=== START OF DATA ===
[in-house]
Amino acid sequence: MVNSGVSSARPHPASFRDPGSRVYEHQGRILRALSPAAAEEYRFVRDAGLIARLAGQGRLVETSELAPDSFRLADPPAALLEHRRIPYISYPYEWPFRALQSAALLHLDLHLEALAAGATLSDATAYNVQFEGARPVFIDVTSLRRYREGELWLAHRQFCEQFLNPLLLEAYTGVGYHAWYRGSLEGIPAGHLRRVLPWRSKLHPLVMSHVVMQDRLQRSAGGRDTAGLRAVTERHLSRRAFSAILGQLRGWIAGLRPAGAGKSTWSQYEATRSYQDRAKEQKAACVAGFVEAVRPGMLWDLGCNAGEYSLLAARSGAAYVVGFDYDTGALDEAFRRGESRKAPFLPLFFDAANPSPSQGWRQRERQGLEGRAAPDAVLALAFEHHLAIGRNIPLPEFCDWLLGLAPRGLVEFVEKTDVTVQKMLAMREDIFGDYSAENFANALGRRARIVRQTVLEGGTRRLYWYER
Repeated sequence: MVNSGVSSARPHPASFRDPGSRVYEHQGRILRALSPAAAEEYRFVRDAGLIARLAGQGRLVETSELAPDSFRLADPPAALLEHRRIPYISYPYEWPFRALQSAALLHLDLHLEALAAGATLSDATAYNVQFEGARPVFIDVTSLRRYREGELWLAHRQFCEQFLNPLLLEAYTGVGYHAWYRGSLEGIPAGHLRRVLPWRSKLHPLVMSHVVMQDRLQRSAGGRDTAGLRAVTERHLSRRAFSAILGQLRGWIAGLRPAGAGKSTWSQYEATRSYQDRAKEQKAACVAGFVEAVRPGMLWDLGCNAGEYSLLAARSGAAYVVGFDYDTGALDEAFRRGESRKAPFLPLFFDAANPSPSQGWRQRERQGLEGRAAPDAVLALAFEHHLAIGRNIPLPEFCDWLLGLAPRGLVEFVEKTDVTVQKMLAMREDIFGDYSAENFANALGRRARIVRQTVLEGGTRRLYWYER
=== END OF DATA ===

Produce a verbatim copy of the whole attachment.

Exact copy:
[in-house]
Amino acid sequence: MVNSGVSSARPHPASFRDPGSRVYEHQGRILRALSPAAAEEYRFVRDAGLIARLAGQGRLVETSELAPDSFRLADPPAALLEHRRIPYISYPYEWPFRALQSAALLHLDLHLEALAAGATLSDATAYNVQFEGARPVFIDVTSLRRYREGELWLAHRQFCEQFLNPLLLEAYTGVGYHAWYRGSLEGIPAGHLRRVLPWRSKLHPLVMSHVVMQDRLQRSAGGRDTAGLRAVTERHLSRRAFSAILGQLRGWIAGLRPAGAGKSTWSQYEATRSYQDRAKEQKAACVAGFVEAVRPGMLWDLGCNAGEYSLLAARSGAAYVVGFDYDTGALDEAFRRGESRKAPFLPLFFDAANPSPSQGWRQRERQGLEGRAAPDAVLALAFEHHLAIGRNIPLPEFCDWLLGLAPRGLVEFVEKTDVTVQKMLAMREDIFGDYSAENFANALGRRARIVRQTVLEGGTRRLYWYER
Repeated sequence: MVNSGVSSARPHPASFRDPGSRVYEHQGRILRALSPAAAEEYRFVRDAGLIARLAGQGRLVETSELAPDSFRLADPPAALLEHRRIPYISYPYEWPFRALQSAALLHLDLHLEALAAGATLSDATAYNVQFEGARPVFIDVTSLRRYREGELWLAHRQFCEQFLNPLLLEAYTGVGYHAWYRGSLEGIPAGHLRRVLPWRSKLHPLVMSHVVMQDRLQRSAGGRDTAGLRAVTERHLSRRAFSAILGQLRGWIAGLRPAGAGKSTWSQYEATRSYQDRAKEQKAACVAGFVEAVRPGMLWDLGCNAGEYSLLAARSGAAYVVGFDYDTGALDEAFRRGESRKAPFLPLFFDAANPSPSQGWRQRERQGLEGRAAPDAVLALAFEHHLAIGRNIPLPEFCDWLLGLAPRGLVEFVEKTDVTVQKMLAMREDIFGDYSAENFANALGRRARIVRQTVLEGGTRRLYWYER